Leaders of the United Methodist Church in the Baltimore-Washington area today urged all congregations to make their Sunday school classrooms "war toy free zones" by removing such toys from church play chests.
A resolution said that the "Rambo mentality" has "contributed to the lust of physical brutality, the dehumanization of human life . . . and promotes the glorification of violence over Christian values."
The resolution, adopted by more than 700 delegates to the church's annual conference, is the third antiwar measure taken in three months by Methodists, the nation's second largest Protestant denomination.
Last month, the church's bishops nationwide adopted a pastoral letter condemning nuclear war, including nuclear deterrence as a strategy of national security. And earlier this spring, the committee revising the denomination's hymnal voted to drop the old favorite, "Onward Christian Soldiers," because its war imagery is out of step with church policy today. "The Sunday schools are an excellent starting point to teach children and their parents that there are other toys to play with than things that pretend to kill people," said the Rev. John Scanner of Cumberland, Md.
The impact of the resolution may be largely symbolic, several ministers said. "We didn't buy any war toys to begin with," said the Rev. Peter Sun of Bethesda.
The resolution adopted today at the meeting on the University of Maryland-Baltimore campus condemned "toys that are sexist, racist and incredibly violent" and said that "war toy" sales in this country have increased 350 percent since 1982.
The Baltimore Conference includes about 240,000 members in 745 United Methodist churches in most of Maryland, the District of Columbia and parts of West Virginia. The annual meeting is about half clergy and half lay delegates who gather to assist Bishop Joseph H. Yeakel in formulating policies to run their churches.
Hanging like a cloud over other discussion here were unresolved issues stemming from the church trial and conviction last September of a black pastor, the Rev. John Carter, on sexual harassment charges.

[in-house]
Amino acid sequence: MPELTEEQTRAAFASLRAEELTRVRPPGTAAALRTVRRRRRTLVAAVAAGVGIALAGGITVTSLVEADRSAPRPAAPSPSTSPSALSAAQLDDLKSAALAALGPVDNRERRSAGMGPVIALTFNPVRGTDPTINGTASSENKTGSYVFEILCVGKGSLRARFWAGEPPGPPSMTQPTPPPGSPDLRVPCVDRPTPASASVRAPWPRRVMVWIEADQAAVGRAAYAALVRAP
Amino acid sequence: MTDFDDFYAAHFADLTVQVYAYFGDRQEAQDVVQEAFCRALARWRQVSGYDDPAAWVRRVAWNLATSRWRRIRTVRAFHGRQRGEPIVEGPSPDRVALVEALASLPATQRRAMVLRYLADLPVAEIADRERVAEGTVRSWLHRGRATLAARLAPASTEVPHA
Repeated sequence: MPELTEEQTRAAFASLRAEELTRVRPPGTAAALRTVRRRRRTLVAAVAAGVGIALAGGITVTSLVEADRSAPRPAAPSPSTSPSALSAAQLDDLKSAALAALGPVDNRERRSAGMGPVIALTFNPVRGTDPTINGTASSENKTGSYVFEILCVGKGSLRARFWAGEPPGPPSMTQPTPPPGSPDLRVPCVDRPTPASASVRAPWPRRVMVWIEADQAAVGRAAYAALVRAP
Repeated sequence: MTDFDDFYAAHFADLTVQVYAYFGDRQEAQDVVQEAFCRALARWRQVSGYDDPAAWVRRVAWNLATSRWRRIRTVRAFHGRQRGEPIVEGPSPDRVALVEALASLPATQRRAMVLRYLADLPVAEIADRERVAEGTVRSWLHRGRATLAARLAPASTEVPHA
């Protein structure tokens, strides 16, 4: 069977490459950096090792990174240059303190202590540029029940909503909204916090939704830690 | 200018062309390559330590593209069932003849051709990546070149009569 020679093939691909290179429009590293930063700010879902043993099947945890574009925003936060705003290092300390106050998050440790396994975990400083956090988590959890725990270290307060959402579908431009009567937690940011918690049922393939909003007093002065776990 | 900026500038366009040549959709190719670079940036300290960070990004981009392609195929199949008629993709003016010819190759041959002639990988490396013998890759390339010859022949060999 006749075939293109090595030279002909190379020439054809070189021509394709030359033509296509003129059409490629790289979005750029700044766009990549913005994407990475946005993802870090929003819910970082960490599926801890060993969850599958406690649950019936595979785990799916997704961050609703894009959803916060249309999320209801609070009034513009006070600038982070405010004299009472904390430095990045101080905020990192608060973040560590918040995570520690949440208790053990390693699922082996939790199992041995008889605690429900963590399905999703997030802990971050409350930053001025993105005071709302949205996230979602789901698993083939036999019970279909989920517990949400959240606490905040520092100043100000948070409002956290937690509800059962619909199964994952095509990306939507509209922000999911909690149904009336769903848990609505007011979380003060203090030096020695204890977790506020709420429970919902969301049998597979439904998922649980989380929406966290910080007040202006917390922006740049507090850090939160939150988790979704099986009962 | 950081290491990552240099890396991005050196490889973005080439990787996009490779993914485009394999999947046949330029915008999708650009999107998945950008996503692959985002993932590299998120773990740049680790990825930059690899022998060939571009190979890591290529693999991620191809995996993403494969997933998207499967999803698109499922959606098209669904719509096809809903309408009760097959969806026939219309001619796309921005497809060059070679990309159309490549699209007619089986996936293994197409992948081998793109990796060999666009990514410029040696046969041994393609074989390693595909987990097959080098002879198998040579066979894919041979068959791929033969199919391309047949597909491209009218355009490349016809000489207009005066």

Many blacks argued that racism was a factor in the widely publicized trial, which pitted the liberal church's blacks and women -- both of them articulate groups -- against each other.
Today, the Rev. James S. Webb Jr. of Baltimore, in making an annual report on the conference's Commission on Religion and Race, alluded to these tensions as a "highly volatile and explosive situation" in the conference.
Delegates approved a set of recommendations brought by Webb's commission to try to further racial balance in the church. One of the measures called for 15 "cross-cultural" exchanges, in which white pastors would swap parishes with black or other ethnic minority pastors for a 90-day period. Delegates also called for the church to give "special attention to the approximately 70,000 Hispanics" in the Columbia Road area of the District.
Another proposal, brought by the Commission on the Status and Role of Women, set up new procedures for election of delegates to the national church's quadrennial General Conference.
The purpose of the action was to increase the number of racial and ethnic minorities, women and handicapped persons in the pool from which delegates are finally chosen.
The church's longtime commitment to giving women and minorities a fuller role in the church was reflected in the choice of Judith L. Craig, bishop of Michigan, as the main inspirational speaker at the conference.
Craig, one of three women bishops in the church, was backed up by a white-robed choir of about 40 of the 90 women clergy of the conference. The women won an unaccustomed burst of applause at the recessional.